I have cut 12" x12" pavers with a circular saw equipped with a masonry blade. Keep in mind that pavers are not as hard as concrete. A jig with a slot in the bottom for the saw blade would be best to hold the paver. I laid mine on top of a low brick wall (a rough surface) and had no problems. Cut slowly without "crowding" the saw. The dust is really tough on saw bearings. Good luck with your project.
 
  #7  
Old 01-08-12, 02:15 PM
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Your suggestion to use a simple pattern is a good one. Especially if you are limited to 7 1/4 saws. The problem for these types of tools is that the dust created with the likes of a small saw used to cut pavers can be very abrasive and would contribute to early failure. If you are going to do it I would advise again to make sure youi get a 7"diamond abrasive for abouit $25 as opposed to those worthless gray masonry blades.

If you are going to try and get fancy with your paver pattern and use curves and circles you will certainly have a more dificult time with small hand saws in that for it to look finished and neat you will most likely need some small but accurate slivers to fill in asi the curved pattern meets conventional. Those typed of cuts are best made with masonry table or power saws with diamond blades and roller tables to accomodate the paver fit. Have fun.

I have never used a sabre type saw to cut a paver. It seems to me that would be time consuming at the very least but if it works for you.....more power to you.


bs5
 
  #8  
Old 01-08-12, 03:18 PM
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If the "pavers" are 12"x12" and 1 1/2" thick, they are not real pavers made to paver standards and are just "stepping stones". They will typically be softer/weaker than a paver that is 8000 psi compressive strength and cuts much easier as mentioned by and earlier poster.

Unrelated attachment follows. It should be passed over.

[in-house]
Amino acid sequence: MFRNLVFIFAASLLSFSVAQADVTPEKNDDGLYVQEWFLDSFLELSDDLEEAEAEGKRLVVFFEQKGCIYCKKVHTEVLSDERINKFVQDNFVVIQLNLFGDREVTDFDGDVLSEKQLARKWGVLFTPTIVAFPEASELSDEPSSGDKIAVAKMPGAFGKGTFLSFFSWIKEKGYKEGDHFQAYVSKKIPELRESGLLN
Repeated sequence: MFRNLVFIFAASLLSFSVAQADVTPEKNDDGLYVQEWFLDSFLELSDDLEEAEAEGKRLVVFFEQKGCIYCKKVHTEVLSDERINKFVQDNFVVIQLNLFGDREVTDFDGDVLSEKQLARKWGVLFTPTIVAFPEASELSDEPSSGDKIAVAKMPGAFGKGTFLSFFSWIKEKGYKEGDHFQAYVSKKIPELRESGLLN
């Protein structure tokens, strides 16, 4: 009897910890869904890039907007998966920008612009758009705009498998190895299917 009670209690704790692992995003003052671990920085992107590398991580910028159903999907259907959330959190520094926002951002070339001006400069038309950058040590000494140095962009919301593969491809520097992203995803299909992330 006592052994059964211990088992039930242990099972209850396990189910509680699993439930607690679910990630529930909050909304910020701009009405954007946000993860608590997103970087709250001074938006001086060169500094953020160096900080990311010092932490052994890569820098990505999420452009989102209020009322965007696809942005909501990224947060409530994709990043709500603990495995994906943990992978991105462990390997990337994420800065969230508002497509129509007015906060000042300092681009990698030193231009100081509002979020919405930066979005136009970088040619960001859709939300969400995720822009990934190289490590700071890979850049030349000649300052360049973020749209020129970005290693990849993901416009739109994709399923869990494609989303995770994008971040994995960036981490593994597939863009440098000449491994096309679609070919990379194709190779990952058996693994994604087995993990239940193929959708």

Is the 30"x30" area the size of the area to be filled or is it a module of the pattern to be used in a larger patio?

Dick
 
  #9  
Old 01-08-12, 09:18 PM
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Score front and back edges at least 3/8" deep with your saw, then a shallower cut across the top and bottom connecting the edge cuts. Follow that with some serious taps with a 3-lb. maul on your brick set, and they will break apart just like downtown. If necessary, some final "tune-up" trimming on any lumps with a mason's hammer will make things prettier.
 
  #10  
Old 01-09-12, 03:32 PM
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Thanks guys for the help. I think I'll give it a try tomorrow. Here is an example of the types of gaps I need to fill using the 12x12 stepping stones (the dirt between the deck and the 2x4):

 
  #11  
Old 01-09-12, 06:02 PM
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It looks like you are using what we would call a patio stone and not actual pavers. you should be able to trim thos with a wide brickset. When you start cutting those units, make sure you have some sand benath for even support or you might get some unintended cracks.

bs5